The Great Land Robbery: The shameful story of how 1 million black families have been ripped from their farms.

* This is so maddening: Drinking bleach will not cure cancer or autism, FDA warns.

A tiny Alaskan island faces a threat as deadly as an oil spill—rats.

Why Amazon’s Twitter Ambassadors Are So Sad.

* “Amazon’s Rekognition software can now spot fear.”

Smart ovens have been turning on overnight and preheating to 400 degrees.

Hands-free phone ban for drivers ‘should be considered.’

* Will Wisconsin Let Milwaukee Save Itself?

* Major breach found in biometrics system used by banks, UK police and defence firms.

* Miracles and wonders: Ebola is now curable.

Women who love ‘Star Trek’ are the reason that modern fandom exists.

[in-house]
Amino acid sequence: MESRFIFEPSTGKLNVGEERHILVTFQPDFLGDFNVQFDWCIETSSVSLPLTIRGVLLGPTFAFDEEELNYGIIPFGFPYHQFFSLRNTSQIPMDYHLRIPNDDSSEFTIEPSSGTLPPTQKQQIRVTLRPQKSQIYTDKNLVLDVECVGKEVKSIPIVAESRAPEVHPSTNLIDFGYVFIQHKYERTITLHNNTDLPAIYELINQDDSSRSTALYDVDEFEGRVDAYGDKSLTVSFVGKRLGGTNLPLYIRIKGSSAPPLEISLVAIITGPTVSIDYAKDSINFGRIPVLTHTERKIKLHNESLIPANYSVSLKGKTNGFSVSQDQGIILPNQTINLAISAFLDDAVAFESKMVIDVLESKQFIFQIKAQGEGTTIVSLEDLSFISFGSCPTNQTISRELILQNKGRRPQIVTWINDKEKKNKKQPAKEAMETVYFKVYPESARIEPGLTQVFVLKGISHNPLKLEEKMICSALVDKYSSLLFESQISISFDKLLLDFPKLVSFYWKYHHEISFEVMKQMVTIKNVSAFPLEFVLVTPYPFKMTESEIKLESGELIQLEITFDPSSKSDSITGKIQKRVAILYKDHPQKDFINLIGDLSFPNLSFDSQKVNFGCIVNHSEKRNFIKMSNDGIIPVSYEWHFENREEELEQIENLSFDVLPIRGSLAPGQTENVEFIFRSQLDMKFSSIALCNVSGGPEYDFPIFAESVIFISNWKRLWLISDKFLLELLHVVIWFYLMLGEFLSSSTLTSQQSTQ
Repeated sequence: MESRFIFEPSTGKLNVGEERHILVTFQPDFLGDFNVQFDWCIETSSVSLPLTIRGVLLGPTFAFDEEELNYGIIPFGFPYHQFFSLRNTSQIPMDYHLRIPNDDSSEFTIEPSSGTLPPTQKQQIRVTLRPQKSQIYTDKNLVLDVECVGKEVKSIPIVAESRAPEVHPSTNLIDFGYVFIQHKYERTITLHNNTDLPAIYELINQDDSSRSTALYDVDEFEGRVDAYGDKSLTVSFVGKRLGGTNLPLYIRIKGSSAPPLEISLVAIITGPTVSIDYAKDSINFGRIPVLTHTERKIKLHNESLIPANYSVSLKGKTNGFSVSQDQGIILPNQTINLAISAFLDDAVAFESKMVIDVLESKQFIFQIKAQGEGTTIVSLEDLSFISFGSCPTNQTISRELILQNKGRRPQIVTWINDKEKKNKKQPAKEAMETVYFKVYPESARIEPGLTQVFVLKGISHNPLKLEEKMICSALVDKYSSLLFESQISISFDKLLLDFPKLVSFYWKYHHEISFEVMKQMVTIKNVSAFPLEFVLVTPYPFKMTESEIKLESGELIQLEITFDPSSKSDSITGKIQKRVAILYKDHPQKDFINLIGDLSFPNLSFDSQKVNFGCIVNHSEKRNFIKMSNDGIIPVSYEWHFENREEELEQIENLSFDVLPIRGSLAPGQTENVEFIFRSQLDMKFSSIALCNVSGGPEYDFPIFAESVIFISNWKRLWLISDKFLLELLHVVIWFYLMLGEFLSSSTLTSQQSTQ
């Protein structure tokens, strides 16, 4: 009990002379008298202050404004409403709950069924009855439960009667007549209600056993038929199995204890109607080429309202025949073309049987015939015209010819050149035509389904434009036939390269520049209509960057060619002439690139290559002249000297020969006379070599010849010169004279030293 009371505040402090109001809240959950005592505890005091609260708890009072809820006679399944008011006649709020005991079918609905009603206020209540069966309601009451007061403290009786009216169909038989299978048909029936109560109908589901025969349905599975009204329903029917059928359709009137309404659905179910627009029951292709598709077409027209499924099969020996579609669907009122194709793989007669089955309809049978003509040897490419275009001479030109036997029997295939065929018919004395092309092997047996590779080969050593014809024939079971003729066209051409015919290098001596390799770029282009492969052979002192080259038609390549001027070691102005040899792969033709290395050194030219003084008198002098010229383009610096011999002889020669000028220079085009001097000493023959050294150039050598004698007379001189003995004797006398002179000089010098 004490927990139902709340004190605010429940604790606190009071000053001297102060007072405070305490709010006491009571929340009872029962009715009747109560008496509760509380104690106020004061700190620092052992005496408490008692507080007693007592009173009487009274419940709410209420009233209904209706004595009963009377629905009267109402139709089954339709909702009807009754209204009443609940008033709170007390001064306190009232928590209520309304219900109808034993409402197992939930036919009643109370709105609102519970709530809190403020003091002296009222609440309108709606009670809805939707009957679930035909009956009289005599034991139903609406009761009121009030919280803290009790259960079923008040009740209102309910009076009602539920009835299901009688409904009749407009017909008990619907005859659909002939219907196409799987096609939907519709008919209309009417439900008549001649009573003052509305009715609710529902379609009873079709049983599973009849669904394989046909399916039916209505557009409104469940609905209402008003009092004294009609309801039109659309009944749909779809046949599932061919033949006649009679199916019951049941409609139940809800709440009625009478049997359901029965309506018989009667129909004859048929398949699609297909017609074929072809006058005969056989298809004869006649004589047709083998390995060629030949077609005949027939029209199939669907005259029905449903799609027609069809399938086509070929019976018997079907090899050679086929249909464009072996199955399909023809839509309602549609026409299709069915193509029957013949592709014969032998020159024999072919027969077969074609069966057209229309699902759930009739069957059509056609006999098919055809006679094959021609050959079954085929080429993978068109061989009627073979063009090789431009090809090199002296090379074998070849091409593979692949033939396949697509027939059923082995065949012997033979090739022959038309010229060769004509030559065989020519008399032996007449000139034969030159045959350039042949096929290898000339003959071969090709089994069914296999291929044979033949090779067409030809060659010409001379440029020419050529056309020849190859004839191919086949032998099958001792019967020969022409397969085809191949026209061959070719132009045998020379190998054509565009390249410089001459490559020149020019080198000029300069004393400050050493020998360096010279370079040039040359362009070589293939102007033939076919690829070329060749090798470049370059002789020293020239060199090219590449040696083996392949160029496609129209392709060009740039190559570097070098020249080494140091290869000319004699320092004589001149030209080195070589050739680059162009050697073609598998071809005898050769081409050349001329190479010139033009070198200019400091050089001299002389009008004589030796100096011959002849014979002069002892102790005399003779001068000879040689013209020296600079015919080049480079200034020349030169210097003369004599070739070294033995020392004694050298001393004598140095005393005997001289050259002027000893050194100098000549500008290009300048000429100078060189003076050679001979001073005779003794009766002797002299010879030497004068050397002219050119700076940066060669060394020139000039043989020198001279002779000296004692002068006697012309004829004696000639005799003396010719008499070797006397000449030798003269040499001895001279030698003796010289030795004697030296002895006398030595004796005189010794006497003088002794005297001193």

* Batman, year by year.

Our Galaxy’s Black Hole Suddenly Lit Up and Nobody Knows Why.

‘Dicey Dungeons’ Will Help You Understand the Best New Genre in Games.

Nearly half of you are utterly inscrutable to me.

* Have you seen me lately?

* Google. Don’t let the Gen Xers run the world. Know your Flat Earths. Neophilosophy.

* And good grief, It’s Jaws, Charlie Brown.

Written by gerrycanavan

August 17, 2019 at 9:50 am

Posted in Look at what I found on the Internet

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At Long Last: Links!

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* CFP: Paradoxa 31: Climate Fiction. CFP: Technologies of Feminist Speculative Fiction. CFP: Fantasy and Myth in the Anthropocene. CFP: Radical Perspectives on Horror Cinema. CFP: New Perspectives on Contemporary German Science Fiction. CFP: Star Trek: Deep Space Nine. CFP: The David Foster Wallace Society Annual Meeting. CFP: Poverty and Literature.

* Twentieth Century/Contemporary literature and culture (permanent, full-time) @ Warwick’s Dept. of English & Comparative Literary Studies.